“Don’t go in and blessed ask for threads, Daddy,” Penelope said. “You just don’t look like a hipster.”
Jake’s bottom lip came out briefly. Then he grinned. “Guess you think I’d be more at home singing Young at Heart with Jimmy Durante.”
“He’s dead, Pawpaw.”
Jake pouted again. “I know that, Brad.”
Brad winked at his grandfather. “What’s to eat around here?”
Penelope pushed back from the table. “I’ll warm up the macaroni and cheese and smoked sausage, but Daddy finished up the apple crisp.”
Brad shrugged out of his jacket and dropped it over the back of a chair. “Sounds good.”
“So what’s new in town?” Jake asked and sat down again.
“You should know. I saw you having coffee at the Daisy Café with the Toney Twins this afternoon.”
“I mean underground. Picked up anybody recently?”
“Only Mrs. Lawson’s cat Chester. Charged him with loitering in front of the Garden Market and released him the custody of his owner.”
“That cat is going to get blessed run over if he doesn’t stop wandering around town,” Penelope said, setting a plate in front of her son. The word ‘cat’ brought Abijah, the massive orange tabby, down from his perch in the bay window. He curled around against Bradley’s ankles.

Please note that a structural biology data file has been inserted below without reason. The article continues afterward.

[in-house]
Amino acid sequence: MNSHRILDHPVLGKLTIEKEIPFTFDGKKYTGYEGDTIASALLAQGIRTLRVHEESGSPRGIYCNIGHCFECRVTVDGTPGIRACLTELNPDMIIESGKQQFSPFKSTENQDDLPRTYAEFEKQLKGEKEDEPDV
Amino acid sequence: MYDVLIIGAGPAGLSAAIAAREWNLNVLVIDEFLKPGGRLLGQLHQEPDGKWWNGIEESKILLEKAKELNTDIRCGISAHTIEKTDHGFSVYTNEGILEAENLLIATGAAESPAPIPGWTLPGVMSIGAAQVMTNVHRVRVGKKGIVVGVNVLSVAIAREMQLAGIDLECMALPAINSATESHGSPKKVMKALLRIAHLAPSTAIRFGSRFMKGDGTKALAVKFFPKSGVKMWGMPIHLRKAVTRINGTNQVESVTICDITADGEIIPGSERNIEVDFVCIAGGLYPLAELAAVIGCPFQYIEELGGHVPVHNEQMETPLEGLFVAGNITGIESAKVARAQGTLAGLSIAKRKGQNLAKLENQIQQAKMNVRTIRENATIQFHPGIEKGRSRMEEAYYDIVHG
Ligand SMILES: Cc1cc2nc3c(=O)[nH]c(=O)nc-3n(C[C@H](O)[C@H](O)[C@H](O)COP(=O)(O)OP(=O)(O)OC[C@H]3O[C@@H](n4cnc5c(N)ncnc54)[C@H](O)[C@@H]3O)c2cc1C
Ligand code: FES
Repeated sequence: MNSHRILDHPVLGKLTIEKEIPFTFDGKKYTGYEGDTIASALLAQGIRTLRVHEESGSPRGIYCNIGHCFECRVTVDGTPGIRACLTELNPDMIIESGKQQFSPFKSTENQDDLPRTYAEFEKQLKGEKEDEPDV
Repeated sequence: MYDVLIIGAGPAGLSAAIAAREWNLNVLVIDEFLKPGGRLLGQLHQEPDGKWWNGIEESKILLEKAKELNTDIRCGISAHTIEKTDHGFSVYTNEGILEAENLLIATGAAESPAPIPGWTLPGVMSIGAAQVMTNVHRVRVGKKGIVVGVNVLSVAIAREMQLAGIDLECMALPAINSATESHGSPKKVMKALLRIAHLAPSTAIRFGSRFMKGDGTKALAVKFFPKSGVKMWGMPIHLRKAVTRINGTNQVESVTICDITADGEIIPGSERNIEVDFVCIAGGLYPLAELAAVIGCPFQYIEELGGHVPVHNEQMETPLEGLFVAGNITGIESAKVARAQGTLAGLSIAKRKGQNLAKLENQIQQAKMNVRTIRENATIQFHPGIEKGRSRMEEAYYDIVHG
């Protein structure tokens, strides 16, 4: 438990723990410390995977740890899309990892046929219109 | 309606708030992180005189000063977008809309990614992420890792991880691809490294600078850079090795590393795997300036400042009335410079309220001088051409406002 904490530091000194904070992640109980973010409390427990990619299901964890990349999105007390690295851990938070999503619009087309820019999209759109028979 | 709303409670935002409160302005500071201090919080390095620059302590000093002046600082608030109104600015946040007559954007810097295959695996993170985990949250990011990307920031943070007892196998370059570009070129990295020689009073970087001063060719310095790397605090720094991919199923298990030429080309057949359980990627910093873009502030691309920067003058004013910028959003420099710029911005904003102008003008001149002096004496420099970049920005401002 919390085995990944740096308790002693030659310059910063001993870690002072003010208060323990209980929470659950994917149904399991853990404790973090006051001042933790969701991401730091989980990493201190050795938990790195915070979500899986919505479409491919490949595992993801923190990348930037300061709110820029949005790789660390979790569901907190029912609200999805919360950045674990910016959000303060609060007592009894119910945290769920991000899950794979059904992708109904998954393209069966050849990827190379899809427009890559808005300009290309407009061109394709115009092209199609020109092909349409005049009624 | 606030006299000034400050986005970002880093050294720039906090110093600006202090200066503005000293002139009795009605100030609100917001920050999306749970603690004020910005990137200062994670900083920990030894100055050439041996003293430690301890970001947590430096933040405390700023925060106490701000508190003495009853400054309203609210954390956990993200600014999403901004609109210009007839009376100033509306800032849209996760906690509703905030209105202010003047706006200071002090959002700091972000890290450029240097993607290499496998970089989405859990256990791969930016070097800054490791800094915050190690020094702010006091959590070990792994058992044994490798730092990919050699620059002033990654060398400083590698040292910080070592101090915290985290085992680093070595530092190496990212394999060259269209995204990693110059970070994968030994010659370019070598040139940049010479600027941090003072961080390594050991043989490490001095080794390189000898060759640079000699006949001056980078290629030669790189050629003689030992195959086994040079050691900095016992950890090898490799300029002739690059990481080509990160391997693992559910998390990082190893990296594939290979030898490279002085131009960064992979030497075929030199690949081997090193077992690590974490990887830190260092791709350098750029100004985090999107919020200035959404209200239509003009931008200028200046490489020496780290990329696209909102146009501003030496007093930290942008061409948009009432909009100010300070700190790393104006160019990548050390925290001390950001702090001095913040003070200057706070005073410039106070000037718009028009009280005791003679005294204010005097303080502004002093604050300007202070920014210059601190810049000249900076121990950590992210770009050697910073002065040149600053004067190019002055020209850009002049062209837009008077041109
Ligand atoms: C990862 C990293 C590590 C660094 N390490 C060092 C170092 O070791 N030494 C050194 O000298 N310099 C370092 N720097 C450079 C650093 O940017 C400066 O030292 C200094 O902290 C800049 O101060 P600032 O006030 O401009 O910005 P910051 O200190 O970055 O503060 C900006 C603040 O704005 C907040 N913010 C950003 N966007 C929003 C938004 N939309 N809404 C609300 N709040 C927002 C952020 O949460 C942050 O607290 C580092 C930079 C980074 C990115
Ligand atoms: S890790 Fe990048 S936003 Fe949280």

“Don’t do that.” Brad toed the cat away. “Chester’s got a few lives left, I guess, but I’ve warned Mrs. Lawson half a dozen times about getting a city license for him. It smells good, Mother.”
“It is good. Don’t let it get cold.” She went to the pantry and dug out a box of graham crackers and a bag of marshmallows. “I’ll make you some smores for dessert. You want one, Daddy?”
Jake shook his head. “It’s almost time for Law and Order. If Brad doesn’t have anything more interesting to talk about that Lucille Lawson’s cat, I’m going on.”
Brad held his napkin in front of his half-full mouth. “I was teasing, Pawpaw. I have something you’ll get a big kick out of. The Sit-n-Swill is going to reopen.”
“Hot dog!” Jake swung back his chair and plopped himself down. “The Sitton boy finally sold it, did he?”
“The Sitton boy is older than your grandson, Daddy,” Penelope said. “So who bought it, Bradley?”
Brad drained his glass of milk and held it out for a refill. “A couple from Fayetteville. Marion and Millie Dancer.”
“What kind of name is that—Dancer?” Jake asked.
“Marion and Millie?” Penelope asked without finishing her thought.
Brad scowled. “They’re a married couple about your age.”
“From Fayetteville, you say? Why’d they come here?” Jake leaned toward his grandson.
“Not sure,” Brad said, digging into the generous helping of macaroni and cheese. “But I did hear he used to design women’s clothes, and his specialty was lingerie.”